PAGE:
Castle cash win

22nd April 2009'Pontefract Castle.'Worried Volunteers fear for the castles future and say the local council need to spend money to protect the castles future.''PICTURES BY MATTHEW PAGE
22nd April 2009'Pontefract Castle.'Worried Volunteers fear for the castles future and say the local council need to spend money to protect the castles future.''PICTURES BY MATTHEW PAGE

AN AMBITIOUS project to conserve and improve Pontefract Castle has cleared its first hurdle with the award of a National Lottery grant.

The Heritage Lottery Fund (HLF) has awarded an initial £65,157 toward Wakefield Council’s Key to the North scheme, which will be used to develop a full bid for £3m, to be submitted next year.

The Key to the North project – named after the title King Edward I gave Pontefract – aims to conserve the castle’s stonework, develop new visitor facilities, improve paths and create viewing platforms.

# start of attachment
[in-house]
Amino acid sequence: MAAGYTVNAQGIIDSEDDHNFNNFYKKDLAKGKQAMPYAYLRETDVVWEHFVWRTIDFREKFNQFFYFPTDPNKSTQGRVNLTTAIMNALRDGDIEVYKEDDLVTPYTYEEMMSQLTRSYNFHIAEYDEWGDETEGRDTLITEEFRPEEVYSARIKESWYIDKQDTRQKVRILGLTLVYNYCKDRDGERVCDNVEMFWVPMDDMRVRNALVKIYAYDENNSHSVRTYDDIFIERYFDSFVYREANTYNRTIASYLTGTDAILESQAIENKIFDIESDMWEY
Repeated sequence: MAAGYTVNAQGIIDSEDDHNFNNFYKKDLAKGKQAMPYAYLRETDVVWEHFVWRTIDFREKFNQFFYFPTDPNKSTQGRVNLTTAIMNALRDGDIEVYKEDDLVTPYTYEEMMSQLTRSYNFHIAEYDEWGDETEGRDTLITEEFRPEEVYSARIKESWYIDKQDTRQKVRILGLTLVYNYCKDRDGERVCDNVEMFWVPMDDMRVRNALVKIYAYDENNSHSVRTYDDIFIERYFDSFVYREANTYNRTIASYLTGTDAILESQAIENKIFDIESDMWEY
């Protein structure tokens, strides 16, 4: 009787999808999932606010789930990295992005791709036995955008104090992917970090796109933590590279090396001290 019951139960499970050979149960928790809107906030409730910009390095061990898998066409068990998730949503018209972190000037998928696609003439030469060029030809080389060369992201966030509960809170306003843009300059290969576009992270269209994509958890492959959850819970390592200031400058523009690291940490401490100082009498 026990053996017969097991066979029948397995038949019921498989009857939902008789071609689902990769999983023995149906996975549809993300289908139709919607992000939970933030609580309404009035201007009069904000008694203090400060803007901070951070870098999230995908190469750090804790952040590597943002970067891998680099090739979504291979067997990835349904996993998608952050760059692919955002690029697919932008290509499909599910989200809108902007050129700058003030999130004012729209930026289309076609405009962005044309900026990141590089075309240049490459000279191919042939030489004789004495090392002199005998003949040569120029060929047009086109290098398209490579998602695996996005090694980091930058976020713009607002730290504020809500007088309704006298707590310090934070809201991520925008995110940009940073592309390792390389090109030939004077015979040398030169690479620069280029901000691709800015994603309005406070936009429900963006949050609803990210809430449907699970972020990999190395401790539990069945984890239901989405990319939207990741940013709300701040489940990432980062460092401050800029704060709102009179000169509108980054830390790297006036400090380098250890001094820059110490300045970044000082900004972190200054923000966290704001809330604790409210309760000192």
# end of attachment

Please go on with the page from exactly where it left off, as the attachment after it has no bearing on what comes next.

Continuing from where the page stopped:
It will also fund demonstrations and activities to teach visitors about the castle’s key role in the 15th century Wars of the Roses and 17th century English Civil War.

Coun Peter Box, Wakefield Council leader, said: “Pontefract Castle is an important part of the district’s rich cultural heritage and this support from the Heritage Lottery Fund is a positive step towards the conservation and improvement to the area.

“The Key to the North project will improve the visitor experience to the historic site, boost tourism to the castle and the district, raise the profile of Pontefract and create local jobs.

“The preservation of Pontefract Castle is a key priority and I am in full support of this well-deserved project gaining success in the next stage.”

Fiona Spiers, head of HLF Yorkshire and the Humber, added: “Pontefract Castle is a fantastic heritage asset and is much-loved and widely used by the local community.

“This initial support means ambitious and exciting plans to restore the castle and share its history with everyone can now take a step forward.”

If the next funding bid is successful, a combination of English Heritage and Wakefield Council money will be used on the five-year programme, which it is hoped to start in 2014.